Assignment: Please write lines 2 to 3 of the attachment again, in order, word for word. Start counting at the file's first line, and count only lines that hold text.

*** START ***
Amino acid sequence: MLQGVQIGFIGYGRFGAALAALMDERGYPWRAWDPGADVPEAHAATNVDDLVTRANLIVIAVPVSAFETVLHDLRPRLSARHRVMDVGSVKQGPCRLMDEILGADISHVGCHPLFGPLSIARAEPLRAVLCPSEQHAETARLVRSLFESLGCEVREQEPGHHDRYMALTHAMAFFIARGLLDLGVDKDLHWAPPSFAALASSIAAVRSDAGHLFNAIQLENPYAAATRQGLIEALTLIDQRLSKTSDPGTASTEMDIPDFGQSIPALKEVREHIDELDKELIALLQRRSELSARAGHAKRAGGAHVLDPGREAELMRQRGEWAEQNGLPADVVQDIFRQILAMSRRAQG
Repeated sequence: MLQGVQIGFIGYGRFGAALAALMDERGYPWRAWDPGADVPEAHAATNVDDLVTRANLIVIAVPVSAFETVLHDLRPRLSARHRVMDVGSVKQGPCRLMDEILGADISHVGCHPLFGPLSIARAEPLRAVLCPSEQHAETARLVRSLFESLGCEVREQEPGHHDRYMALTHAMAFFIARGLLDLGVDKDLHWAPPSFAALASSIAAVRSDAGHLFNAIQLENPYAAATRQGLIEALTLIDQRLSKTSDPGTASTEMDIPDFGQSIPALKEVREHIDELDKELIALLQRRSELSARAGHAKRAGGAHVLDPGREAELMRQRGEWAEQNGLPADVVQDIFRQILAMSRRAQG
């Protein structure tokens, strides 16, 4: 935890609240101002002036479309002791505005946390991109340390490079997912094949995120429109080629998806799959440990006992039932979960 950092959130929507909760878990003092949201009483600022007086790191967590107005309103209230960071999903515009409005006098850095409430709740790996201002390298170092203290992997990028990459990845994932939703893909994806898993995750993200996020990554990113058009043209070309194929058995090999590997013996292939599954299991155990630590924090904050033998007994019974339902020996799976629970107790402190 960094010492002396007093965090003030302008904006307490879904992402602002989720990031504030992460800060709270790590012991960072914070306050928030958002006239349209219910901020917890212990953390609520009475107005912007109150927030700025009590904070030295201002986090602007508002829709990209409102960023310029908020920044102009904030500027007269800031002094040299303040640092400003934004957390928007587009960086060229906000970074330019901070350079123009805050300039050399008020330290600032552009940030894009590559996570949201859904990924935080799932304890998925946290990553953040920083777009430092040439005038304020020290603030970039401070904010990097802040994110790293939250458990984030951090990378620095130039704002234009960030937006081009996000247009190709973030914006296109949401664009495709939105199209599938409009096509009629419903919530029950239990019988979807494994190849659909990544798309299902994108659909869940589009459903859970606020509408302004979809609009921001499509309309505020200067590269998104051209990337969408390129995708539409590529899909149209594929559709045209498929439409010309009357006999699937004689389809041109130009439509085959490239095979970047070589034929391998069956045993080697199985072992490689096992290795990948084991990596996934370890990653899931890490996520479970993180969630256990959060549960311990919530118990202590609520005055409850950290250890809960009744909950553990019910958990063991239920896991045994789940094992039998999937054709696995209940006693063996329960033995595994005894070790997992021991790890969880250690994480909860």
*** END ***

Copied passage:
Repeated sequence: MLQGVQIGFIGYGRFGAALAALMDERGYPWRAWDPGADVPEAHAATNVDDLVTRANLIVIAVPVSAFETVLHDLRPRLSARHRVMDVGSVKQGPCRLMDEILGADISHVGCHPLFGPLSIARAEPLRAVLCPSEQHAETARLVRSLFESLGCEVREQEPGHHDRYMALTHAMAFFIARGLLDLGVDKDLHWAPPSFAALASSIAAVRSDAGHLFNAIQLENPYAAATRQGLIEALTLIDQRLSKTSDPGTASTEMDIPDFGQSIPALKEVREHIDELDKELIALLQRRSELSARAGHAKRAGGAHVLDPGREAELMRQRGEWAEQNGLPADVVQDIFRQILAMSRRAQG
């Protein structure tokens, strides 16, 4: 935890609240101002002036479309002791505005946390991109340390490079997912094949995120429109080629998806799959440990006992039932979960 950092959130929507909760878990003092949201009483600022007086790191967590107005309103209230960071999903515009409005006098850095409430709740790996201002390298170092203290992997990028990459990845994932939703893909994806898993995750993200996020990554990113058009043209070309194929058995090999590997013996292939599954299991155990630590924090904050033998007994019974339902020996799976629970107790402190 960094010492002396007093965090003030302008904006307490879904992402602002989720990031504030992460800060709270790590012991960072914070306050928030958002006239349209219910901020917890212990953390609520009475107005912007109150927030700025009590904070030295201002986090602007508002829709990209409102960023310029908020920044102009904030500027007269800031002094040299303040640092400003934004957390928007587009960086060229906000970074330019901070350079123009805050300039050399008020330290600032552009940030894009590559996570949201859904990924935080799932304890998925946290990553953040920083777009430092040439005038304020020290603030970039401070904010990097802040994110790293939250458990984030951090990378620095130039704002234009960030937006081009996000247009190709973030914006296109949401664009495709939105199209599938409009096509009629419903919530029950239990019988979807494994190849659909990544798309299902994108659909869940589009459903859970606020509408302004979809609009921001499509309309505020200067590269998104051209990337969408390129995708539409590529899909149209594929559709045209498929439409010309009357006999699937004689389809041109130009439509085959490239095979970047070589034929391998069956045993080697199985072992490689096992290795990948084991990596996934370890990653899931890490996520479970993180969630256990959060549960311990919530118990202590609520005055409850950290250890809960009744909950553990019910958990063991239920896991045994789940094992039998999937054709696995209940006693063996329960033995595994005894070790997992021991790890969880250690994480909860």